It's probably confirmation bias but I have always enjoyed Scott Sumner's blog posts. Here is one recent example , in which he re-emphasizes his mantra "Never reason from a price change." Instead, try to figure out what caused the price change. And in this blog post he also emphasizes, "never reason from an interest rate change," but instead ask what caused the interest rate change. Scott's salient paragraph,
The market monetarist view is that easy money leads to higher inflation, and easy money sometimes lowers interest rates and sometimes raises them. Any reductions in interest rates tend to occur in the short run, whereas higher interest rates tend to result in the long run. In addition, it's more useful to think in terms of causation as going from inflation to interest rates, rather than interest rates to inflation.
The way I used to address this issue when I taught money-macro was to use this true-false exam question as an illustration:
[T/F/Explain] An increase in the money supply causes interest rates to fall.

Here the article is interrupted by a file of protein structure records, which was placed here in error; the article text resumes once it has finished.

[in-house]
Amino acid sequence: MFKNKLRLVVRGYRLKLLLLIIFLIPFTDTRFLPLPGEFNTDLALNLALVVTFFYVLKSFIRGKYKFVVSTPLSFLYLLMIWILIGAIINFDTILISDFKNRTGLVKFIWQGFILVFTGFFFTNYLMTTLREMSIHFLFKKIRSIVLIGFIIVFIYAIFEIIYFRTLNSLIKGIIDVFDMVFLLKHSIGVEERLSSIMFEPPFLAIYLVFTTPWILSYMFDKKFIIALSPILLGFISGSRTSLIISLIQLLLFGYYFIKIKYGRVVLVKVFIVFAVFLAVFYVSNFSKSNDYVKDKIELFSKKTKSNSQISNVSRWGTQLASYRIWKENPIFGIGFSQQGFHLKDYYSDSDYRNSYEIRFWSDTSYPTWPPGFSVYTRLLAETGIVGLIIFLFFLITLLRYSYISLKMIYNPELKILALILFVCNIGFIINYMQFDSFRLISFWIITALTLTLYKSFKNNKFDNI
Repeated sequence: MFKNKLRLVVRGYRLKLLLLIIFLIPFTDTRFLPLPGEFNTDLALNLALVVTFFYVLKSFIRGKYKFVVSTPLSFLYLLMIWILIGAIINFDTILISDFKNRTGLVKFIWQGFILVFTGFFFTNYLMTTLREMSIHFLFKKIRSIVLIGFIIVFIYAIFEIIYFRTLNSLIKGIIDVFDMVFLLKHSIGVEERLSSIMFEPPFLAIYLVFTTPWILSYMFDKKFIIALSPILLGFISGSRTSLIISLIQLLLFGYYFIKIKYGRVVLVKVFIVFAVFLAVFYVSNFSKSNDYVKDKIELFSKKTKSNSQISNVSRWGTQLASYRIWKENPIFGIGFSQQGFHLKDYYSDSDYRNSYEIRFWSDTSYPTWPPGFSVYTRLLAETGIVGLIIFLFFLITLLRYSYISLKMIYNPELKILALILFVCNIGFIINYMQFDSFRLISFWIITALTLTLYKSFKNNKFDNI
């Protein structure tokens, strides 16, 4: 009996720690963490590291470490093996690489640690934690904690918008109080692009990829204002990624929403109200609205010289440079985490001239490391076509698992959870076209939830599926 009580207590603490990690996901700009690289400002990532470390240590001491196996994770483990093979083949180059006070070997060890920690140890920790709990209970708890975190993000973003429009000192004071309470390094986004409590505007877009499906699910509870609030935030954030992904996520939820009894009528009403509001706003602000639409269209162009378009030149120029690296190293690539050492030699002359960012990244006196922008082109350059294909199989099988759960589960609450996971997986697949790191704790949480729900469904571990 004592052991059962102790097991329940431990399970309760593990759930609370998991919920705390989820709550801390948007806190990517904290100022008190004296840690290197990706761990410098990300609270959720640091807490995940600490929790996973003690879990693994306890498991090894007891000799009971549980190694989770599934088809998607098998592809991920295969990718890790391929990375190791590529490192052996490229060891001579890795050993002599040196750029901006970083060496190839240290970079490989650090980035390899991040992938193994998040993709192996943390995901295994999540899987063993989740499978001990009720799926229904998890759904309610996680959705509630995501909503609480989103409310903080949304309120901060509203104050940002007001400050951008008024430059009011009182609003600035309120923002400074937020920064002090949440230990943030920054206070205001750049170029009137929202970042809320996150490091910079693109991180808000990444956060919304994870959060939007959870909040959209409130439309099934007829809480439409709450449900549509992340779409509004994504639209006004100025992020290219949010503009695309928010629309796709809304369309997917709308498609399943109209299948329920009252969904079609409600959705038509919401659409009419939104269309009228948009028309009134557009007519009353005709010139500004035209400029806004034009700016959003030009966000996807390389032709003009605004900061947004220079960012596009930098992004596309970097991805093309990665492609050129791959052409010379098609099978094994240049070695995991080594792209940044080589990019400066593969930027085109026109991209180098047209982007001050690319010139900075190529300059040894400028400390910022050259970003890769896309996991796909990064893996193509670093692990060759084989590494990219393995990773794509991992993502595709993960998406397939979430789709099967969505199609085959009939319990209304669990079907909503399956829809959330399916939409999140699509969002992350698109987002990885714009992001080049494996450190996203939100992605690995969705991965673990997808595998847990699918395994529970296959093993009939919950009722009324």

[Answer] It all depends (That's always a good economist's answer!).
- If the increase in the money supply is unanticipated (or more than is anticipated), there will be a short-term liquidity effect. The supply of lendable funds will have increased more than expected, putting downward pressure on interest rates.
- If the increase in the money supply is believed to be longer-term, people will experience and then (through adaptive expectations) come to expect higher rates of inflation.
- Through the Fisher Effect, when people in general come to expect higher rates of inflation, they will drive up the nominal interest rate.
Most students seemed to understand this material, at least for the exams. Whether it stayed with them is another question altogether.